Before sharing a common supper, a procession flowed forward carrying blankets, gloves, coats, sleeping bags and other essentials. This was a very emotional moment—we all could see how simple gifts were helping people survive. No one with a house walked out into the cold that night without a deep gratitude for a place to call home, and a deeper concern for their neighbors sleeping outside with nothing but stars for a roof.

One pastor spoke at this Thanksgiving Eve service and said that anyone who was treating home-challenged human beings with compassion was “doing the work of Jesus.” All the assembled folk, of all faiths and no faiths, were nodding their heads. Even non-Christians understand what that means. An ancient Palestinian rabbi taught people to show love and compassion and work for justice. It’s a message echoed in Buddha and Krishna, Confucius and Muhammad (“in the name of The One, the compassionate and merciful”). What could be more inclusive than that? What an energizing call to live and learn together!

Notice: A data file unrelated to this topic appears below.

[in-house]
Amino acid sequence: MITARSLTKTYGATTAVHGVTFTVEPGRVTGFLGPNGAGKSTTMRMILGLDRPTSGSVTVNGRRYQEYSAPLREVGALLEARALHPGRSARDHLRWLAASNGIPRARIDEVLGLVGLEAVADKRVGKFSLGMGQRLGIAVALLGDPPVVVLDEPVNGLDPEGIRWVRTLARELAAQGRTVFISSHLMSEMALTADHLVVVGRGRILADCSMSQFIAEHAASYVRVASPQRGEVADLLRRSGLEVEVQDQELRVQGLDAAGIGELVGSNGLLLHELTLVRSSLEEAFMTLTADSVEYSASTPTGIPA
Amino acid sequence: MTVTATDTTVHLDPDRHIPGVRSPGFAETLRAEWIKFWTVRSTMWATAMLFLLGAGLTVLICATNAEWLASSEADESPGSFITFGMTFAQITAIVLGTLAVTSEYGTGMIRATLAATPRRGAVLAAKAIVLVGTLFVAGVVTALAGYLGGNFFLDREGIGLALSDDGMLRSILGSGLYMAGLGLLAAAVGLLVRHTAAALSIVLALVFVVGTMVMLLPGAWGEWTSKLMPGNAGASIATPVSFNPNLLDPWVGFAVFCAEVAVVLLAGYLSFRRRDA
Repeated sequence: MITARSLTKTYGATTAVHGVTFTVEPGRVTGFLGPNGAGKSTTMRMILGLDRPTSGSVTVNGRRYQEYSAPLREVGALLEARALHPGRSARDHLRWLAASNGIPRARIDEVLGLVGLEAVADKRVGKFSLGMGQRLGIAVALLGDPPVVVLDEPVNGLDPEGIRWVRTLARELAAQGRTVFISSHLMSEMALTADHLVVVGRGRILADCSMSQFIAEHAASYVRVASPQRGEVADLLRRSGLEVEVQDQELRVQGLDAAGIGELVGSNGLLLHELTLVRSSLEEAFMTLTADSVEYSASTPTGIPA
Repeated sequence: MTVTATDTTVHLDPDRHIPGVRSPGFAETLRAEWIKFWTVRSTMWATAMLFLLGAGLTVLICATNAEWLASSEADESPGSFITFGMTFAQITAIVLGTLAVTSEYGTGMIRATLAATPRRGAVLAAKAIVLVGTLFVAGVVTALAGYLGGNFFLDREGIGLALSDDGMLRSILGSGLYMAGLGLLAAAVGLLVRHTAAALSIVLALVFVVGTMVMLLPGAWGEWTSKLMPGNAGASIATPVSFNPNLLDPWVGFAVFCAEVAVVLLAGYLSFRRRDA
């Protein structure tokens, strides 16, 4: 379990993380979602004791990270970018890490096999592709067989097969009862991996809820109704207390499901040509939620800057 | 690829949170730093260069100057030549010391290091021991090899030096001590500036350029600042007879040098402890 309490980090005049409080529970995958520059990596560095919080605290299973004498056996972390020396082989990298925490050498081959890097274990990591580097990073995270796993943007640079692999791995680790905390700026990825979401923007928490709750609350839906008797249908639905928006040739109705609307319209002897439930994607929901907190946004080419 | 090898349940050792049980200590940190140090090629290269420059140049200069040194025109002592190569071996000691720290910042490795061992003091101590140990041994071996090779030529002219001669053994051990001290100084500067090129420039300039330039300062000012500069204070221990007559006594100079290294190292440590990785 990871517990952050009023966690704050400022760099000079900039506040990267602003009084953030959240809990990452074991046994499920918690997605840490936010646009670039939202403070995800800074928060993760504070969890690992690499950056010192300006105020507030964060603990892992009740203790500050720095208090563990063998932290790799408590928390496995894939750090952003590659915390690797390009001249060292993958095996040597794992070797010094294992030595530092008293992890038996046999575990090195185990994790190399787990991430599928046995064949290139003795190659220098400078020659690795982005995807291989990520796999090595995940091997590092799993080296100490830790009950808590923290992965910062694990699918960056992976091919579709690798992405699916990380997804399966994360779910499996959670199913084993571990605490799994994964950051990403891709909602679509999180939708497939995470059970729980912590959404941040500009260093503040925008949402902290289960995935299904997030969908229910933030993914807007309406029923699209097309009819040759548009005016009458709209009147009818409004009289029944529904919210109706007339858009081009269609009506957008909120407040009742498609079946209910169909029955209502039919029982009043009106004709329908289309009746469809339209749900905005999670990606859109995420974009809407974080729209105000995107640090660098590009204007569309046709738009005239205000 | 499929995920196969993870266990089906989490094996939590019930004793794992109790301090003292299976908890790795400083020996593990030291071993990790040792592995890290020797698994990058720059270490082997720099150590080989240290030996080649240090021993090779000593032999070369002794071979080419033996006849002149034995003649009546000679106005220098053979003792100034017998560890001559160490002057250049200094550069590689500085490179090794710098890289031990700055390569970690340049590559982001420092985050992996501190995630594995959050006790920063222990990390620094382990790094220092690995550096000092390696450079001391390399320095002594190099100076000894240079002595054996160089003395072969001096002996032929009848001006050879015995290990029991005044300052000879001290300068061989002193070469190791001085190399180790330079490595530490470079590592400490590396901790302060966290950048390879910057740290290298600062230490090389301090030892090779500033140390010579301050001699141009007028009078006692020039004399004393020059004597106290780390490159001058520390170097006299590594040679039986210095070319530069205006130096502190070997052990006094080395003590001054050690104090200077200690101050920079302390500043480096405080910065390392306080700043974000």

I was born on Christmas Day. Born and adopted on Christmas. Maybe Jesus would have understood that feeling since, in the original story, he was “adopted” by Joseph. Then, he was “‘adopted” by a ragged group of outsiders and later was “adopted” by a powerful institution called by his name. Unfortunately, at times Jesus’ adopted family seems more distracted by “believing in the baby” than living his grownup message.

Do you ever wonder who owns Jesus? That’s a stunning question, but it might be good to ask from time to time. Is there one church that can claim he belongs to them, that they and they alone know who Jesus is and what he wants? I grew up in a church that believed that. They may never have said that, but it was the feeling you got.